By Stephanie Zacharek
By Amy Nicholson
By Calum Marsh
By Cory Garcia
By Alan Scherstuhl
By Alan Scherstuhl
By Amy Nicholson
By Alan Scherstuhl
First off, a full disclosure: This reviewer considers Dostoyevsky to be terminally boring, and would sooner read just about any cereal box or, for that matter, the collected lyrics of Steely Dan.
Having said that, it's a mixed blessing that director Rob Schmidt's film Crime and Punishment in Suburbia bears only the most tenuous relation to Dostoyevsky's 1866 novel, which is about a depressed jerk who commits murder to prove his free will, but really wants to get caught so he can be redeemed within the very society that depresses him in the first place. Although producers Pamela Koffler and Christine Vachon bring to the table a mastery of angst (their company, Killer Films, also gave us Happiness and Boys Don't Cry), and co-producer and screenwriter Larry Gross (True Crime) gives his all to reveal the horrors of middle America, the movie would fare as well under the title 16 Candles II: The Blood. Since it leaves its literary pedigree on the Astroturf doormat, the movie struggles to find its niche between clever suburban horror like Buffy the Vampire Slayer and that big Oscar-winning thing from last year, which together leave very little of this territory uncharted.
Standing in for charming old Raskolnikov is vapid teenage cutie Roseanne Skolnik (Monica Keena), who spends most of her time smooching her equally vapid beauhunk Jimmy (James DeBello). Roseanne is a bit emotionally aloof as she endures the failing marriage of her mother, Maggie (Ellen Barkin), to stepfather Fred (Michael Ironside). While working stiff Fred aches to be loved, venting his opinion on the new Outer Limits as a bid to communicate with his totally disinterested stepchild, he's dangerously close to snapping. As the ritual of the family dinner becomes darkly farcical, with Maggie carving up a roast with an electric knife we just know isn't an arbitrary prop, Roseanne's world seems perched on the brink of oblivion.
Unlike Dostoyevsky's work, however, this world takes its sweet time collapsing into the abyss, perhaps because the story is being told through the perceptions of Roseanne's schoolmate Vincent (Vincent Kartheiser), an arty freak who stalks her every move, photographing all she does, professing both his love and lamentation. "You know, if you have fucked-up parents, there's a good chance you'll be fucked up, too," she confides to her boyfriend, and although Vincent can't hear her from his shadowy hiding place, he already knows it's true. When Maggie goes out to a piano bar with her corpulent friend Kate (Lucinda Jenney), she instantly falls for flirty barkeep Chris (Jeffrey Wright), and their first kiss becomes an installment in Vincent's still-life documentary. Soon enough, self-pitying Fred finds out, and his misery swiftly transforms to rage. Fred fancies himself the savior of Maggie and Roseanne, but alcohol and sexual torment soon detonate his noble self-image. Roseanne, falling victim to him, decides to create her own form of justice.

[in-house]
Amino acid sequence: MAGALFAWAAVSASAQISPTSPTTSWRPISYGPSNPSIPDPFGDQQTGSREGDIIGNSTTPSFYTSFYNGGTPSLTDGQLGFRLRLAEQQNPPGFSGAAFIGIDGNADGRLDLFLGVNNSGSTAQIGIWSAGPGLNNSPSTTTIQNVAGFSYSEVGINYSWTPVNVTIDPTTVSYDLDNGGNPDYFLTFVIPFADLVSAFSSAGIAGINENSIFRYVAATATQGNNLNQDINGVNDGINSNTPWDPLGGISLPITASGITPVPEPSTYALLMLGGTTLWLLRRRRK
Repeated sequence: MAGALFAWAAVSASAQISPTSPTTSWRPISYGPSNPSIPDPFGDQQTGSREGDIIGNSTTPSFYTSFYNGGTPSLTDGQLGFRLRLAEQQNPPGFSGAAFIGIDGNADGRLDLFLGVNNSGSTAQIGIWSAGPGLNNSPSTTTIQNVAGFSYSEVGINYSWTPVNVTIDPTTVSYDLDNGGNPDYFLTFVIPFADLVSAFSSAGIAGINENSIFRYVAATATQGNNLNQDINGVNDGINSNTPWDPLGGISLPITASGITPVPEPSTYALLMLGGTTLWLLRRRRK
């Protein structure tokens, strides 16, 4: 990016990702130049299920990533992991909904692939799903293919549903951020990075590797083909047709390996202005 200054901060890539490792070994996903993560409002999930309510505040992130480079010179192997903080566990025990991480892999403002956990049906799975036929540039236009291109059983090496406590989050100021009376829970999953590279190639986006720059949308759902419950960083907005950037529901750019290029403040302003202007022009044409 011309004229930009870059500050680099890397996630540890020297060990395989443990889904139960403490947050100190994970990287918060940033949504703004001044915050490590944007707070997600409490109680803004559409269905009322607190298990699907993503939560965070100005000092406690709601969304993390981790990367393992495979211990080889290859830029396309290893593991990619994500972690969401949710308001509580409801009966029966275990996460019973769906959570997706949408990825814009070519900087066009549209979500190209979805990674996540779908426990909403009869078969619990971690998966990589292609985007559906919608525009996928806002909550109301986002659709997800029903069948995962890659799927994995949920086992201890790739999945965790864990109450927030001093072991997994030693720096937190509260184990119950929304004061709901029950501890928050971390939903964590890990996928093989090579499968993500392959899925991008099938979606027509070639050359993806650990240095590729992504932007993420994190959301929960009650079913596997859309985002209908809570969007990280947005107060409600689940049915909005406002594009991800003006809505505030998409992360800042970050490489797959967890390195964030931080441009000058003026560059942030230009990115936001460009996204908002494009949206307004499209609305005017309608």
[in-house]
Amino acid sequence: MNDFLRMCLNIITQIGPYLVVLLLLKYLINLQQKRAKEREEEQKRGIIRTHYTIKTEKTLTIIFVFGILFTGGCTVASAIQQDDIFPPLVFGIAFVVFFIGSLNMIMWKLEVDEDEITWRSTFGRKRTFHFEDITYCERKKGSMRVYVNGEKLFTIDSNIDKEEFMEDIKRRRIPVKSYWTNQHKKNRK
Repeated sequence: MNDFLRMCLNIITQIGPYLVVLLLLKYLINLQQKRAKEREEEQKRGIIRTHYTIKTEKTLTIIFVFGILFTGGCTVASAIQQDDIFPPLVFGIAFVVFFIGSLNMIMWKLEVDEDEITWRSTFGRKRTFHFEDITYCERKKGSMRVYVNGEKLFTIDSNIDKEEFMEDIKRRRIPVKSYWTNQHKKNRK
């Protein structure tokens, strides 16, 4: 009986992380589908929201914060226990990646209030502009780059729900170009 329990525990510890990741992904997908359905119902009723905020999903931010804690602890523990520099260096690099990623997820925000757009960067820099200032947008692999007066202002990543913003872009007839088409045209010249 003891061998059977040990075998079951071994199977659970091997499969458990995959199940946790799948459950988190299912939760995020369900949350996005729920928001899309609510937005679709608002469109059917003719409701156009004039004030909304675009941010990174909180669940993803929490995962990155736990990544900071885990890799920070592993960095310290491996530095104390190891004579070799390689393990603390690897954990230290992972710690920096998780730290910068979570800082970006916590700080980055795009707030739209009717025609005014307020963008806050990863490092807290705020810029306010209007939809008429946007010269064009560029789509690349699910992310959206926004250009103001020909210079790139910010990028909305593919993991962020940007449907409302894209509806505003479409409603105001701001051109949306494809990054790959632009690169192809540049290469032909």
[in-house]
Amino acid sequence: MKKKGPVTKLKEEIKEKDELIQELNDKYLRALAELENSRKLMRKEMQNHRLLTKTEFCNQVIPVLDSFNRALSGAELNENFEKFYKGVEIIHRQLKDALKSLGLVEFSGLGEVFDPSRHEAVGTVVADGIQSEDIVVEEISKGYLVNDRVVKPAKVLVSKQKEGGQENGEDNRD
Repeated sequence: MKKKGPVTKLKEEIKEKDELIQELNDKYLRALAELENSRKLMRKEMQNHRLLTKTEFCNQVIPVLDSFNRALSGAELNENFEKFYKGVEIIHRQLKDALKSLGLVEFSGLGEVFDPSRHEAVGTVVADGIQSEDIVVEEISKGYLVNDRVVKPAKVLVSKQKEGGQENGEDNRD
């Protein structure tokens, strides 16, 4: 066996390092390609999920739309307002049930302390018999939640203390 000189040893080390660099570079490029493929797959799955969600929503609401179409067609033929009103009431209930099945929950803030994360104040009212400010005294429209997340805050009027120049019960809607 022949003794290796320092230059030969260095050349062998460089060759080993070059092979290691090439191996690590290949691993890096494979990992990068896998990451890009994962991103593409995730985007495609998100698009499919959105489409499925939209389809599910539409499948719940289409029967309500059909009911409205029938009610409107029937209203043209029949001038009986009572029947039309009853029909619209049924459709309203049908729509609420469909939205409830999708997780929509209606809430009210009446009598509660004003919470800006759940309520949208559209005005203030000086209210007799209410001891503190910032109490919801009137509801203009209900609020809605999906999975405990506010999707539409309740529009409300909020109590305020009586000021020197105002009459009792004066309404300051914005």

Because the movie is so elegantly shot and edited, it gets away with this sparse little plot for a good while. We've been to this suburban hell countless times before, of course, yet it's a shame that Crime and Punishment, for all its clichés and pat tragedy, is being released after an inferior and altogether more patronizing movie like American Beauty. The comparisons are inevitable, from the maddening lust of the father to the snapshots documenting the whole mess. But where American Beauty felt smug and self-important, this one captures much of the grunge, misdirected rage and artificial sterility of its realm. The big night of the football pep rally gets a little silly, with its exaggerated adrenaline and faux-Nazi posturing, but anyone who ever attended high school will probably find it hauntingly familiar.
The wonderful Wright (Basquiat, Shaft) doesn't have to work very hard to fill the role of Chris, but his verve nonetheless catalyzes the collapse of this already doomed American family. As Jimmy, DeBello provides a load of insight into the psyche of the unrefined domestic white boy, and his performance should not be overlooked. Somewhat less effective is Kartheiser as our narrator, whose boho stylings and obsessive behavior never quite seem plausible. Barkin and Ironside turn in somewhat caricatured performances, and to an extent, Keena follows suit. As our antiheroine, she's pretty and scary and confused, but Schmidt and Gross mute her performance with their morbid fascination, until she becomes little more than a push-up bra with an ax to grind.
Unfortunately the ax isn't even as interesting as Raskolnikov's, because that antihero's motive -- to cross the line of morality for what he assumes can be a brighter future -- has very little to do with unhappiness. Here, all that is preserved of Dostoyevsky's varied arguments is the concept that suffering leads to salvation, which, despite some superb production values, is not an adequate reason to sit in the dark for a couple of hours. To sum up in Raskolnikov's words, "Generally, there are remarkably few people born who have a new thought, who are capable, if only slightly, of saying anything new."
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